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law (1), which our law has adopted (m) (5), is as follows: computing the We begin at the common ancestor, and reckon downwards; degrees of con

sanguinity. and in whatsoever degree the two persons, or the most remote of them, is distant from the common ancestor, that is the *degree in which they are related to each other. Thus

[ * 207 ] Titius and his brother are related in the first degree; for from the father to each of them is counted only one; Titius and his nephew are related in the second degree; for the nephew is two degrees removed from the common ancestor, viz. his own grandfather, the father of Titius. Or, (to give a more illustrious instance from our English annals), king Henry the seventh, who slew Richard the third in the battle of Bosworth, was related to that prince in the fifth (1) Decretal. 4. 14. 3 & 9.

(m) Co. Litt. 23.

(5) As to the descent of real estates, this is the method of computation: but see the next note.

the families might be perpetuated with. This calculation may also be formed by out any incestuous connexion.

a more compendious process, vix. by

squaring the couples, or half the numCollateral Degrees. Number of Kindred. ber of ancestors, at any given degree; 1

1 which will furnish us with the number 2

4 of kindred we have in the same degree, 3

16 at equal distance with ourselves from the 4

64 common stock, besides those at unequal 5

256 distances. Thus, in the tenth lineal de6

1024 gree, the number of ancestors is 1024; 7

4096 its half, or the couples, amount to 8

16384 512; the number of kindred in the 9

65536 tenth collateral degree amounts there10

262144 fore to 262144, or the square of 512. 11

1048576 And if we will be at the trouble to re12

4194304 collect the state of the several families 13

16777216 within our own knowledge, and observe 14

67108864 how far they agree with this account; 15

268435456 that is, whether, on an average, every 16

1073741824 man has not one brother or sister, four 17

4294967296 first cousins, sixteen second cousins, and 18

17179869184 so on; we shall find that the present 19

68719476736 calculation is very far from being over20 ....... 274877906944

charged. в в 2

degree. Let the propositus therefore in the table of consanguinity represent king Richard the third, and the class marked (e) king Henry the seventh. Now their common stock or ancestor was king Edward the third, the abavus in the same table: from him to Edmond duke of York, the proavus, is one degree; to Richard earl of Cambridge, the avus, two; to Richard duke of York, the pater, three; to king Richard the third, the propositus, four; and from king Edward the third to John of Gant (a) is one degree; to John earl of Somerset (b), two; to John duke of Somerset (c), three; to Margaret countess of Richmond (d), four; to king Henry the seventh (e), five. Which last-mentioned prince, being the farthest removed from the common stock, gives the denomination to the degree of kindred in the canon and municipal law. Though, according to the computation of the civilians (6), (who count upwards, from either of the persons related, to the common stock, and then downwards again to the other; reckoning a degree for each person both ascending and descending), these two princes were related in the ninth degree: for from king Richard the third to Richard duke of York is one degree; to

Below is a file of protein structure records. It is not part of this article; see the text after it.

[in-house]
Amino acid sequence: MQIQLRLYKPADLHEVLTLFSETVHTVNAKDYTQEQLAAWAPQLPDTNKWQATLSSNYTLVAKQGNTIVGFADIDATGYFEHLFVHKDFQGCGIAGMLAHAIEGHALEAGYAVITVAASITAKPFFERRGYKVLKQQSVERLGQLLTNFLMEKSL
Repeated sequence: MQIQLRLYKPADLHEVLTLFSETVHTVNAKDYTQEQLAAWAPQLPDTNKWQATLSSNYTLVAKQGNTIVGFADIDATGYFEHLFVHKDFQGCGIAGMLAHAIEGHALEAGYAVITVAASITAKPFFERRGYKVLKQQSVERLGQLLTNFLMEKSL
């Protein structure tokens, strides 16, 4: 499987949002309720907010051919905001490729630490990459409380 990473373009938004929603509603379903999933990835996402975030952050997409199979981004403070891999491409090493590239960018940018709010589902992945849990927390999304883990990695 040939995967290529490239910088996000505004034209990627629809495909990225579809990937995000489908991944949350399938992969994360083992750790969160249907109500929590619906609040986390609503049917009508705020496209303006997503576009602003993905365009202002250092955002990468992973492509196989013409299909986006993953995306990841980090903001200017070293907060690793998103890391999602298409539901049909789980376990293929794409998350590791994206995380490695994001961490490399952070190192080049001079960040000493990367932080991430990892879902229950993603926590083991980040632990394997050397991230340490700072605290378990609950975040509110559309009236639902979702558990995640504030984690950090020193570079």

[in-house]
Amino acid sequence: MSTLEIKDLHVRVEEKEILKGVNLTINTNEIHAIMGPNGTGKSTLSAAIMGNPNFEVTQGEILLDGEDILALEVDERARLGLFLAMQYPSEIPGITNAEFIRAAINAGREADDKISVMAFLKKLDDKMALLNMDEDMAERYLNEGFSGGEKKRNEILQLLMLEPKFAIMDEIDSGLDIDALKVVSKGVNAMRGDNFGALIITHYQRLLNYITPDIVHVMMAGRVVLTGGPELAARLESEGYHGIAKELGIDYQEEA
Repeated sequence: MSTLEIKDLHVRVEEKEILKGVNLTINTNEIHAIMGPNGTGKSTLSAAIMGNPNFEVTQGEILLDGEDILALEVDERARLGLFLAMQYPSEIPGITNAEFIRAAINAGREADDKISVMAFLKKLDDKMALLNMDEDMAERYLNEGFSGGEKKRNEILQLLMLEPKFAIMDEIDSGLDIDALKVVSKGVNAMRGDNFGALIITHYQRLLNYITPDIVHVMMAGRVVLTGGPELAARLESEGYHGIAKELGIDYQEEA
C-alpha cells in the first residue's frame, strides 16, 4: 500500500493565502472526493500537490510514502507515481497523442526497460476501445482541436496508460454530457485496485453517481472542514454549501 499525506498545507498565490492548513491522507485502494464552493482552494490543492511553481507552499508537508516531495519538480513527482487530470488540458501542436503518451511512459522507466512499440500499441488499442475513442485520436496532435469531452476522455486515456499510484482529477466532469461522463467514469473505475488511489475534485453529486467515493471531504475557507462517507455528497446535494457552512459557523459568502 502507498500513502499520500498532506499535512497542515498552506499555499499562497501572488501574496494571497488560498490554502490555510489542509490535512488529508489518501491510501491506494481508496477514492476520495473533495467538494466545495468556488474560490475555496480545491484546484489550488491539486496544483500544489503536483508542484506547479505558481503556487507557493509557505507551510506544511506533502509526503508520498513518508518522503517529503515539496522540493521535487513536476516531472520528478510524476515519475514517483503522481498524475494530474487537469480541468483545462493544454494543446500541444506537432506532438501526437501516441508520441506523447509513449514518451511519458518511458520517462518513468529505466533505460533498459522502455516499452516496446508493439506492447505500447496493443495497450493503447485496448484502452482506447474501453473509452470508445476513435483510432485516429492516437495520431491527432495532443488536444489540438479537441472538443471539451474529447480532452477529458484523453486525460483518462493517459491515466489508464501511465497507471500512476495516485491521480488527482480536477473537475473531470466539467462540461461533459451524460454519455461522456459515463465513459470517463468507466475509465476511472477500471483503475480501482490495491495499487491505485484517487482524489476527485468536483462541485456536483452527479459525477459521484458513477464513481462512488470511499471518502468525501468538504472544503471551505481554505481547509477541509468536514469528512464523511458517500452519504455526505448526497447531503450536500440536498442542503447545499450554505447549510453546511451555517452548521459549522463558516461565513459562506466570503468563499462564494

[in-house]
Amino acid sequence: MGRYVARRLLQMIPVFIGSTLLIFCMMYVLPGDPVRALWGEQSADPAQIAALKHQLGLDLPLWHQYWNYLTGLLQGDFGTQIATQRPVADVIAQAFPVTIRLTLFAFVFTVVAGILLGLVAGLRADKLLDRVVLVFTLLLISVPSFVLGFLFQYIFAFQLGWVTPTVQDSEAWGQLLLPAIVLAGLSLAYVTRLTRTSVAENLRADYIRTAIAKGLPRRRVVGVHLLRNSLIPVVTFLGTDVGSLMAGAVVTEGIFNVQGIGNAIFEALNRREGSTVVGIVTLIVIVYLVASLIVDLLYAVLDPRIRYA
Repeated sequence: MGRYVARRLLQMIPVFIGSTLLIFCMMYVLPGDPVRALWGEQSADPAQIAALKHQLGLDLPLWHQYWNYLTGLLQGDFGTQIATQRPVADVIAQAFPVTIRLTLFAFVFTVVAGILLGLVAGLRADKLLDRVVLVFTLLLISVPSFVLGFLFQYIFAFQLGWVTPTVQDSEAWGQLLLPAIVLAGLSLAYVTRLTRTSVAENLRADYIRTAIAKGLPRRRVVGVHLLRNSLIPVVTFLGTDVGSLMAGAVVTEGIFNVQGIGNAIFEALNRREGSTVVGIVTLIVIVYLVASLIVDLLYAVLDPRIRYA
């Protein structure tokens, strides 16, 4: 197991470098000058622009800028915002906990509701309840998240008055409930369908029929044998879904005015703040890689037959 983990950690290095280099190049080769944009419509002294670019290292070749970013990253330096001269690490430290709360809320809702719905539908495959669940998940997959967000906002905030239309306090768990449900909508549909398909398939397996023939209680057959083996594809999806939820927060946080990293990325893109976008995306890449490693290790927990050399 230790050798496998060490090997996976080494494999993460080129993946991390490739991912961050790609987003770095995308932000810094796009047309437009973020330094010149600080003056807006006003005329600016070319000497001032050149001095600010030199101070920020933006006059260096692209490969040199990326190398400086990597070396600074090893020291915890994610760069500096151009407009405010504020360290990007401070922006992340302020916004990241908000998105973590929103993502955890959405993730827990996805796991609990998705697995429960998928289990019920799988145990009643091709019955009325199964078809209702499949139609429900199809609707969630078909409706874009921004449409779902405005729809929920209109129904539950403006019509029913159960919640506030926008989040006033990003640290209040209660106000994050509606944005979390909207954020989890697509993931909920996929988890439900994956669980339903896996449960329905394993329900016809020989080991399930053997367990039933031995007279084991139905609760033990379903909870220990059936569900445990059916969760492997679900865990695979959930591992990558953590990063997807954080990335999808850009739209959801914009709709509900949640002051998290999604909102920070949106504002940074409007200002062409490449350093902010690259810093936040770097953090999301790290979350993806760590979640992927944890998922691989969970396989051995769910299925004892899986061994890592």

(6) The mode of calculating de- law, the brother and the grandmother grees of proximity in the collateral of an intestate stand in equal degrees line, for the purpose of determining of affinity to him; and the grandmowhat parties are entitled, under the ther, as being in the lineal ascending statute of distributions, (22 & 23 Car. line, was, by that law, preferred to 2, c. 10), to shares of the personal es- the brother or any other in the collatate of an intestate, is not the mode of teral line: but, according to the conthe canonists adopted by the common struction put by our courts upon the law in the descent of real estates; statute of distributions, (in this in(Cowper v. Cowper, 2 P. Wms. 735); but stance conforming to the canon law), (with one qualification noticed infra,) the brother, as making title immediateconforms to that of the civilians, as stat. ly from his deceased brother, is preed in the text; or, in other words, the ferred to the grandmother, who could rule is, to take the sum of the degrees, only claim mediately through the fain both lines, to the common ancestor. ther of the deceased. (Earl of Win(Mentney v. Petty, Prec. in Cha. 593). chelsea v. Norcliff, 2 Freem. 95. Davis And see post, chap. 32, p. 504, 515). v. Blackborough, 1 P. Wms. 45. Eve

The instance of exception noticed lyn v. Evelyn, Ambl. 191. Collingat ove, is this. According to the civil wood v. Pace, 1 Ventr. 423).

Richard earl of Cambridge, two; to Edmund duke of York, three; to king Edward the third, the common ancestor, four; to John of Gant, five; to John earl of Somerset, six; to John duke of Somerset, seven; to Margaret countess of Richmond, eight; to king Henry the seventh, nine (n). *The nature and degrees of kindred being thus in some The rules of in

[ * 208 ] measure explained, I shall next proceed to lay down a series heritance. of rules or canons of inheritance, according to which estates are transmitted from the ancestor to the heir; together with an explanatory comment, remarking their original and progress, the reasons upon which they are founded, and in some cases their agreement with the laws of other nations.

I. The first rule is, that inheritances shall lineally de- l. Estates shall scend to the issue of the person who last died actually seis- lineally descend

to the issue of ed, in infinitum; but shall never lineally ascend (7).

the person last To explain the more clearly both this and the subsequent seised, but never

ascend; rules, it must first be observed, that by law no inheritance and the ancestor can vest, nor can any person be the actual complete heir of must be dead. another, till the ancestor is previously dead. Nemo est hæres viventis. Before that time the person who is next in (n) See the table of consanguinity

civilians and the seventh of the canonannexed; wherein all the degrees of ists inclusive; the former being discollateral kindred to the propositus are tinguished by the numeral letters, the computed, so far as the tenth of the latter by the common cyphers.